That word cannot be used to describe my most recent trip to the East Coast, scheduled for two weeks after Sukkos. The “fun” began on erev Sukkos, when my son forwarded me a news item that, due to runway repair construction at Ben Gurion Airport, all flights for 16 days in November would be flying over the Holon Cemetery and thereby pose a problem for kohanim.

Since I am a kohen, I quickly contacted several rabbanim I know who are in the loop on these matters. Each one answered that we were indeed facing a serious problem. I then e-mailed my travel agent and put the matter to rest until after Sukkos, confident that something would straighten out way before the situation became germane to me.

When I fly El Al out of the New York area,  I usually travel via Newark Airport (EWR), since El Al does not carry cargo from EWR, thus avoiding any tumas meis issues as a kohen. My original booking had been a simple, round-trip flight from Tel Aviv to Newark.  The fare was very reasonable, there were no issues for kohanim, and the connection times were excellent. I planned to leave Wednesday night, attend a family chasuna in Lakewood on Thursday, and spend two Shabbosos with my children and grandchildren in the New York area. My wife was also planning to attend the wedding and be in the US at the same time, so we could also plan on spending some much-needed vacation time together.

As the old expression goes, man plans and G-d laughs.

After Sukkos, I contacted the travel agent again. Runway repair work was still scheduled; the airport had not made any concessions for kohanim; some airlines were so nice as to offer to refund any tickets for flights during that time. But rescheduling the trip would mean missing the wedding and changing all of our vacation plans. What other options did I have? And since my wife is not a kohen, her ticket was not refundable.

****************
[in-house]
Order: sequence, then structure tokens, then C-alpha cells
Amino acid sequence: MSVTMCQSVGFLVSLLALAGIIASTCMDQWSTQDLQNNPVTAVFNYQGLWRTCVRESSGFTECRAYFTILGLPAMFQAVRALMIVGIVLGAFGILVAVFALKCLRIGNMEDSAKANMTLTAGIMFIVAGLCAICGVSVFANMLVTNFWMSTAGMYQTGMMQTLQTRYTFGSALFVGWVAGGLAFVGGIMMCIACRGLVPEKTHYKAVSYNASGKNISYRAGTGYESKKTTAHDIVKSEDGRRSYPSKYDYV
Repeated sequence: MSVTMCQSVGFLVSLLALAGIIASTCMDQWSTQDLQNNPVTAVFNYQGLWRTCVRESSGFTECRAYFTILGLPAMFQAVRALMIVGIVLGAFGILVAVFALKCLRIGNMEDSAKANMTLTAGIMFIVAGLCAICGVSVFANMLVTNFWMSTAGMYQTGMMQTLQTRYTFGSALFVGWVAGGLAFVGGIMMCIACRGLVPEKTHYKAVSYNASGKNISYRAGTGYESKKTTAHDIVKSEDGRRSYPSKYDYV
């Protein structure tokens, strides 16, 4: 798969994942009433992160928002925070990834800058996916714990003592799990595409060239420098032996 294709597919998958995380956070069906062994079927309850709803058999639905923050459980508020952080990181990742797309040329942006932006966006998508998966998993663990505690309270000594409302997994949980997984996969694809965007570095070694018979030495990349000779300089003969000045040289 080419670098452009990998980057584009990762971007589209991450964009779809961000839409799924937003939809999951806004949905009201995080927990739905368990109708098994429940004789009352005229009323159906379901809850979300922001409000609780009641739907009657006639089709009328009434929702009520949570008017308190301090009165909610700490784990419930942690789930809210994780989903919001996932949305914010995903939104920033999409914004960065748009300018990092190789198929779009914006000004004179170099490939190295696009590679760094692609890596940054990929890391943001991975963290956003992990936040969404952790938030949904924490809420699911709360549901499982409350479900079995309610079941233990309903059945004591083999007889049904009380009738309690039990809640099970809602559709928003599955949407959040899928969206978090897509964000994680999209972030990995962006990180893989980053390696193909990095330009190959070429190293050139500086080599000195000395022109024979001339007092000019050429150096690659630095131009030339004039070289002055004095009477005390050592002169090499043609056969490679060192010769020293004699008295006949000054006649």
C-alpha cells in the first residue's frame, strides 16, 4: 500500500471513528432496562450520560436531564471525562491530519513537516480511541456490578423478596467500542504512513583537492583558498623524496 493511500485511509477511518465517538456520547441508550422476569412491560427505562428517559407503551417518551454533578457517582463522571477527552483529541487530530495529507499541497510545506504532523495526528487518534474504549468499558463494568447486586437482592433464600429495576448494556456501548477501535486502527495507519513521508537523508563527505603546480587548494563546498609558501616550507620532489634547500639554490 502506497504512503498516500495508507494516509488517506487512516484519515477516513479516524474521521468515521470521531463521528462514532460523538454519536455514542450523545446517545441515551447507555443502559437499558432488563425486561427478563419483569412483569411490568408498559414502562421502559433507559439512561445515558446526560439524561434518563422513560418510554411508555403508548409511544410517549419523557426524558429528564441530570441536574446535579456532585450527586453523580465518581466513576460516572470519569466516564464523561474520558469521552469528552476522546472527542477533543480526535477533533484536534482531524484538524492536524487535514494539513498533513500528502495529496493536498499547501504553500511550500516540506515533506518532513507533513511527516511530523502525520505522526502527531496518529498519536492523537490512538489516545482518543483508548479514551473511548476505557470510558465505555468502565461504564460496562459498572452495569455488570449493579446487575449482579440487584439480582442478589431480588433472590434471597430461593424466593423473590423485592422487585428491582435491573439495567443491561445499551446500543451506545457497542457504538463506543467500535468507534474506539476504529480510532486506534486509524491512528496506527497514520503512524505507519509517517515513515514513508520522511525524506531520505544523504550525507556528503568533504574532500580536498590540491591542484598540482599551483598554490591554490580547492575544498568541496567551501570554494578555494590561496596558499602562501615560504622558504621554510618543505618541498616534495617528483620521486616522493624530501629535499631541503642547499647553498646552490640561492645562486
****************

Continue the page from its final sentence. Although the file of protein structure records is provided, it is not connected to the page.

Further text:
I soon discovered that it was possible to fly out of Israel from Haifa, which has an international airport with daily flights to Cyprus on an airline called Tus. But when my travel agent attempted to find me a connection through Haifa, he could find only a convoluted travel path that would involve four flights, an overnight stopover in Cyprus’s Larnaca Airport, and two one-hour plane changes in Athens and Frankfurt. This seemed neither logical, nor wise. What if I missed one of the flights and ended up missing all the connections as well?

My agent told me that some kohanim were planning to continue their flights as planned and place themselves in plastic bags during the trip over Holon Cemetery. This approach is based on the concept called tzamid pasil which means that a sealed vessel can prevent tumah from entering it. While this procedure has been followed, the rabbanim I consulted agreed with me that placing oneself a large plastic bag and closing the top does not qualify as a tzamid pasil. So, it was Haifa or nothing.